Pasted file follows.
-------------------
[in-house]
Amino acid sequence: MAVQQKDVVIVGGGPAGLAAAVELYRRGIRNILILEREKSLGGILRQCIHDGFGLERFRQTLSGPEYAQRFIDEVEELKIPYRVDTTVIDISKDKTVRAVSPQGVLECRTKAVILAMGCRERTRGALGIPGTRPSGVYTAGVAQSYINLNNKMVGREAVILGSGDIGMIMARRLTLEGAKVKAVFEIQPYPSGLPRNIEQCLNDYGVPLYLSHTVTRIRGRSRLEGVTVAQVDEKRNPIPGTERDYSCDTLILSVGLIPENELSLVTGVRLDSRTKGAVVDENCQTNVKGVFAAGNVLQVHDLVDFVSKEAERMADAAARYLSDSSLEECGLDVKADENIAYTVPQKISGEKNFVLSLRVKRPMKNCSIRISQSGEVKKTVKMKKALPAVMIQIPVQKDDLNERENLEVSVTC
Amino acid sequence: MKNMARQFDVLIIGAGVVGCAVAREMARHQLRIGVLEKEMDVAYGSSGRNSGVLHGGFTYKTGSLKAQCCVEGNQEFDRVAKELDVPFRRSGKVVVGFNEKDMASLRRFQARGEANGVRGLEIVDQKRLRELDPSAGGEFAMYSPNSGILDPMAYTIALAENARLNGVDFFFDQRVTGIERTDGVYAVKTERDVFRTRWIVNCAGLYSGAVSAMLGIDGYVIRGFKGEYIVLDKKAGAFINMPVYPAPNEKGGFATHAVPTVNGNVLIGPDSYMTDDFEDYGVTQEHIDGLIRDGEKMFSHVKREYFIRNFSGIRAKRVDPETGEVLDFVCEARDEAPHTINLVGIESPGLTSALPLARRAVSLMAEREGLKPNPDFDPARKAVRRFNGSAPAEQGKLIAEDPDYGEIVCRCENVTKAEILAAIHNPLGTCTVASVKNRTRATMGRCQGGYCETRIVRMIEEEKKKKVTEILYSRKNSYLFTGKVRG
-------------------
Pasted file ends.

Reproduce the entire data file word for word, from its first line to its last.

[in-house]
Amino acid sequence: MAVQQKDVVIVGGGPAGLAAAVELYRRGIRNILILEREKSLGGILRQCIHDGFGLERFRQTLSGPEYAQRFIDEVEELKIPYRVDTTVIDISKDKTVRAVSPQGVLECRTKAVILAMGCRERTRGALGIPGTRPSGVYTAGVAQSYINLNNKMVGREAVILGSGDIGMIMARRLTLEGAKVKAVFEIQPYPSGLPRNIEQCLNDYGVPLYLSHTVTRIRGRSRLEGVTVAQVDEKRNPIPGTERDYSCDTLILSVGLIPENELSLVTGVRLDSRTKGAVVDENCQTNVKGVFAAGNVLQVHDLVDFVSKEAERMADAAARYLSDSSLEECGLDVKADENIAYTVPQKISGEKNFVLSLRVKRPMKNCSIRISQSGEVKKTVKMKKALPAVMIQIPVQKDDLNERENLEVSVTC
Amino acid sequence: MKNMARQFDVLIIGAGVVGCAVAREMARHQLRIGVLEKEMDVAYGSSGRNSGVLHGGFTYKTGSLKAQCCVEGNQEFDRVAKELDVPFRRSGKVVVGFNEKDMASLRRFQARGEANGVRGLEIVDQKRLRELDPSAGGEFAMYSPNSGILDPMAYTIALAENARLNGVDFFFDQRVTGIERTDGVYAVKTERDVFRTRWIVNCAGLYSGAVSAMLGIDGYVIRGFKGEYIVLDKKAGAFINMPVYPAPNEKGGFATHAVPTVNGNVLIGPDSYMTDDFEDYGVTQEHIDGLIRDGEKMFSHVKREYFIRNFSGIRAKRVDPETGEVLDFVCEARDEAPHTINLVGIESPGLTSALPLARRAVSLMAEREGLKPNPDFDPARKAVRRFNGSAPAEQGKLIAEDPDYGEIVCRCENVTKAEILAAIHNPLGTCTVASVKNRTRATMGRCQGGYCETRIVRMIEEEKKKKVTEILYSRKNSYLFTGKVRG